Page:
Seoul Travel Diary

Seoul Travel Diary

Ceiling painting at the entry gate of Gyeonbokgung Palace. The turtle represents longevity in Korean culture. 

Change of Guards Ceremony

The hand painted ceiling beams and coffers are absolutely stunning! 

The cutest little preschoolers on their field trip to the palace.

Geunjeongjun is the main throne hall where state affairs were held. The raised portion of the cobblestone path in the center is exactly as wide as the king's palanquin that carried him around as he was not allowed to walk on common ground by law. 

Exploring every nook and cranny of the beautiful Gyeongbokgung Palace.

Love the antique door hardware on the doors. It's all in the details.


Gyeongbokgung Palace was built in 1395 after the founding of the Joseon Dynasty under King Taejo. It is the largest of the "Five Grand Palaces built during the Joseon Dynasty, and was the home of the King, the royal family and household, and the government. It houses outer quarters such as the Geungjeongjun Throne hall, private inner quarters for the royal family, gardens, banquet halls, and much more. Try to get there in the morning to beat the crowds and make sure to check out the Change of Guard Ceremony which is at 10:00 am and 2:00 pm, and the Gwanghwamun Gate Guard on Duty Ceremony which is at 11:00 am and 1:00 pm.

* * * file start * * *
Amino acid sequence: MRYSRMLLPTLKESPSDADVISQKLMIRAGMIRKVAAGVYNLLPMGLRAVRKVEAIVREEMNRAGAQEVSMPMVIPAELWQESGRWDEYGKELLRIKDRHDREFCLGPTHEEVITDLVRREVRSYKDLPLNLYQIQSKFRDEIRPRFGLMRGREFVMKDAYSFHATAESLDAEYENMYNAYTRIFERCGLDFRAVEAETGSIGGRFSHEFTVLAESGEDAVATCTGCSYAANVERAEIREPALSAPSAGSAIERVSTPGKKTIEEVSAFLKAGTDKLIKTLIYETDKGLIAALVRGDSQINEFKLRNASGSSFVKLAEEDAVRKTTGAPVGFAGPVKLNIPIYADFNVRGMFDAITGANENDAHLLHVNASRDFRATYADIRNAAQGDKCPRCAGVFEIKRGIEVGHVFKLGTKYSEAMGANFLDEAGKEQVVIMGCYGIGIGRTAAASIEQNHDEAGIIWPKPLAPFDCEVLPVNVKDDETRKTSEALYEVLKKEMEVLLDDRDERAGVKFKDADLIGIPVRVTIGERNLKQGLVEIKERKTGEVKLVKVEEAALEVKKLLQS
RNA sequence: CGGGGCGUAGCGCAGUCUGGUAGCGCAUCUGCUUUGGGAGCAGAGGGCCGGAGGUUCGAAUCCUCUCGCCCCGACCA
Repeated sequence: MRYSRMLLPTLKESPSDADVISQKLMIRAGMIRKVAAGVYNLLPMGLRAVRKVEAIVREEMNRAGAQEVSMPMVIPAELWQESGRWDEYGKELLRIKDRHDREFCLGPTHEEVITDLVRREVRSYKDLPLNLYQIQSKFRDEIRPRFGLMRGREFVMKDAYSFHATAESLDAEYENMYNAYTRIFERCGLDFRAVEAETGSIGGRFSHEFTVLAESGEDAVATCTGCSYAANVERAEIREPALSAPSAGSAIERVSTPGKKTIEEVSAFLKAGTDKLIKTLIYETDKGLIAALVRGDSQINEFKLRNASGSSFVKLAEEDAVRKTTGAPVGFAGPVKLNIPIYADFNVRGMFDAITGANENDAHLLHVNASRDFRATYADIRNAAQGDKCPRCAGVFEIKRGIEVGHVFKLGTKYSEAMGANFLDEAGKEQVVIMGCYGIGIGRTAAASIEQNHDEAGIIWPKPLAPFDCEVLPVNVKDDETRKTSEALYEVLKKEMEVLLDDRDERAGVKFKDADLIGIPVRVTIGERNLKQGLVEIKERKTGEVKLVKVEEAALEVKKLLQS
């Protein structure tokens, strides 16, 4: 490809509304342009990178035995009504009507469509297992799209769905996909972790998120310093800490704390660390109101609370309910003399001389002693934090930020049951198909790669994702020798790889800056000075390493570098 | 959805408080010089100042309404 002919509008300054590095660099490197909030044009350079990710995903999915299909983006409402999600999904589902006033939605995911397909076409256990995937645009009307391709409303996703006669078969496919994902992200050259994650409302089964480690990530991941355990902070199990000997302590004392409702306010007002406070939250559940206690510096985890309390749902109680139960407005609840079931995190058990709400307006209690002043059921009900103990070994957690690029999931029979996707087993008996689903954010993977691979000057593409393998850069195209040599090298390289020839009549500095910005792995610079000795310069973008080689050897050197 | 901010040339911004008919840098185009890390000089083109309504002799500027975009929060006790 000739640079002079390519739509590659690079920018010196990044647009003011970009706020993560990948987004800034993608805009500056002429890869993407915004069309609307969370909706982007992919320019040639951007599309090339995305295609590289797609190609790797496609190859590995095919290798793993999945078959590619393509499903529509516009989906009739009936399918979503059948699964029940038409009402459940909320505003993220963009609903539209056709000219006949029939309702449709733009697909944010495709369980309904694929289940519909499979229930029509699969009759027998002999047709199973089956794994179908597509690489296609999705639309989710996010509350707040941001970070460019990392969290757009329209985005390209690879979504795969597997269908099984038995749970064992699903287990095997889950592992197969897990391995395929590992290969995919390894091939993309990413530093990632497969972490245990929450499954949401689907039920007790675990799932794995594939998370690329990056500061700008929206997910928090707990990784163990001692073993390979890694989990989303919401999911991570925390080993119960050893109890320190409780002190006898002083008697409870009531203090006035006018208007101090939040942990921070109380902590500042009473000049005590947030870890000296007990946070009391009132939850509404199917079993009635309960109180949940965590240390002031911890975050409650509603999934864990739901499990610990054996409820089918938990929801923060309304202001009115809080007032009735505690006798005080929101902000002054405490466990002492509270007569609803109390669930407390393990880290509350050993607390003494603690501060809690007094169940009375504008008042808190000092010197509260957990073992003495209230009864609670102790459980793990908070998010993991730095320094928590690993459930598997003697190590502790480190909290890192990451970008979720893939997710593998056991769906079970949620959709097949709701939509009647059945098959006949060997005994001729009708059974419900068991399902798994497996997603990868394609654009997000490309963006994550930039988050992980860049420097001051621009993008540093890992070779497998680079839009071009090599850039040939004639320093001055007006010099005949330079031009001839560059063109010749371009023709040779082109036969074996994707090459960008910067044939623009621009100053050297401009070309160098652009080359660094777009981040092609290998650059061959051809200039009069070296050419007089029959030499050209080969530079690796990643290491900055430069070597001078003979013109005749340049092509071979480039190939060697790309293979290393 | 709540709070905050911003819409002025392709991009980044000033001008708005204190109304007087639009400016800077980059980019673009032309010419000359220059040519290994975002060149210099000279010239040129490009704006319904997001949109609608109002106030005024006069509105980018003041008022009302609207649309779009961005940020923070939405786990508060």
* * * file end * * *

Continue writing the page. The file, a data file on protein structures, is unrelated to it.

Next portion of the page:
Directions: Gyeongbokgung Palace Station (Line 3, Exit 5), Gwanghwamun Station (Line 5 Exit 2)
Fees: 3,000 won
Info: Here and Here

Olaffur Eliasson
Gravity Stairs

Spiral staircase by architect Mario Botta
Art installation "Alchemy" by Choi Jeong Hwa

Kohei Nawa
Pix Cell - Double Deer #6


Leeum, Samsung Museum of Art is run by the Samsung Foundation of Culture. It exhibits both traditional Korean art as well as contemporary art by Korean and international artists. In addition to the beautiful artwork, the architecture of the museum is also noteworthy, as the three main buildings were designed by renown architects Mario Botta, Jen Nouvel, and Rem Koolhaas.

Directions: Hangangjin Station (Line 6, Exit 1), Continue straight for about 100 meters towards Itaewon until you see a sign directing you to the museum on the right. Turn right into the alley and the museum will be up the hill in less than 5 minutes.